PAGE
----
Insecurity vs. Oneness with Ram Dass

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The more insecure people get, the more they’re frightened by existing conditions.

Unless they are aware of this and can transform the fear, they will contract, and they will build an “us vs. them” mentality. They will create a boundary and see an enemy. And that’s really the history of our country. It has been so focused around having an enemy, whether it’s drug lords or Hitler or whatever it is. In a way, you can abstract it into the preoccupation with the plane of polarities, the plane of two, the plane where there is good and evil, dark and light, positive and negative, yin and yang, whichever it is. That it’s in the two, that the “us” and “them” exist.

How you respond to that world of two has to do with your consciousness, whether you choose to live in the world of two, or if you live in the world of one.

When you can enter into group identity with the ability to be in it but not in it, that’s a value to everybody in that group, as well as everybody that knows you, or knows about it. It doesn’t seem to me that it’s possible to be an incarnate without being a member of a group or groups. I think our identity in society is through our complex reference identity through groups. We’re part of families, ethnic groups, race, sexual identity, economics, and so on.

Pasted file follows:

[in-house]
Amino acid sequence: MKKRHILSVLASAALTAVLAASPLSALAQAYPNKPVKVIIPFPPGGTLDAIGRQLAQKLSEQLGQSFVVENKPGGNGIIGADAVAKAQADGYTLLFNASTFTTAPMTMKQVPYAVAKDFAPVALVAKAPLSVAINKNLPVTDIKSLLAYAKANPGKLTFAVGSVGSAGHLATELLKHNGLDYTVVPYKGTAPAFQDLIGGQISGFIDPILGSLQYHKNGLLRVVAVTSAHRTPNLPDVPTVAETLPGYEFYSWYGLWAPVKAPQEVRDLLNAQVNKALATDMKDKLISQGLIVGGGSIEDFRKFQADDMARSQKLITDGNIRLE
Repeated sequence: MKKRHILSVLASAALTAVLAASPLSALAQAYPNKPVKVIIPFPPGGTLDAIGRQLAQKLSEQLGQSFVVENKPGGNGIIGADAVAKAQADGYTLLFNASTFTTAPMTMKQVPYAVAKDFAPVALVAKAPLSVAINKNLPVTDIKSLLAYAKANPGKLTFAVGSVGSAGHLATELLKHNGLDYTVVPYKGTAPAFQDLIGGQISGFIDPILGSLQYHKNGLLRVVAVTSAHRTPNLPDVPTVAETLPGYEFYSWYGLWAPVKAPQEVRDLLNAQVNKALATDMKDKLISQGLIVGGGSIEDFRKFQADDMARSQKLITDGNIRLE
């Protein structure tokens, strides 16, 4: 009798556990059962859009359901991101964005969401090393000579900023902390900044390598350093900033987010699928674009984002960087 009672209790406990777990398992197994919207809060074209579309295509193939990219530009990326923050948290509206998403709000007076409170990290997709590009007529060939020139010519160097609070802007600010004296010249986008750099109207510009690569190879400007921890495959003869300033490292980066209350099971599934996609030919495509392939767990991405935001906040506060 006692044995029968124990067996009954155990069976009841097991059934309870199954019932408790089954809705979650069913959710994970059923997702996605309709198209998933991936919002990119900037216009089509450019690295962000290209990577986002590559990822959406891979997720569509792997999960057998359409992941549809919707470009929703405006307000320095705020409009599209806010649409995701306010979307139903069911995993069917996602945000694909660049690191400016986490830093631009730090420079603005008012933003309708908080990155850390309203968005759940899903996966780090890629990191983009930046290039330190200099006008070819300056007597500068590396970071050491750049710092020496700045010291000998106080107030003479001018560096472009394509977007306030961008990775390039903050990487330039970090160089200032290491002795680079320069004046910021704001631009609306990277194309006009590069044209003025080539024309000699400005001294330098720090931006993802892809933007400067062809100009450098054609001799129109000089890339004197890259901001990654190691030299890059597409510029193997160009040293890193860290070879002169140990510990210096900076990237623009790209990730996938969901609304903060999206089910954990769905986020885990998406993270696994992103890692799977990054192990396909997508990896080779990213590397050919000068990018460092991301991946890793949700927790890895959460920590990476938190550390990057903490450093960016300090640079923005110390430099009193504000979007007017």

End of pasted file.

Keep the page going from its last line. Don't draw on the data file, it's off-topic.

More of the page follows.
So the question is whether our action of being participants in these groups creates an exclusivity in “us” and “them,” psychologically, and it depends on where your head is at, as to what the act you do creates. Now, if you join an exclusive country club that has a very strict membership policy, then you are feeding into something at that point. Your action is feeding something that is divisive. You’ve gotta look at whether within the nature of the group itself, there is exclusivity. See, that’s an interesting one.

-Ram Dass

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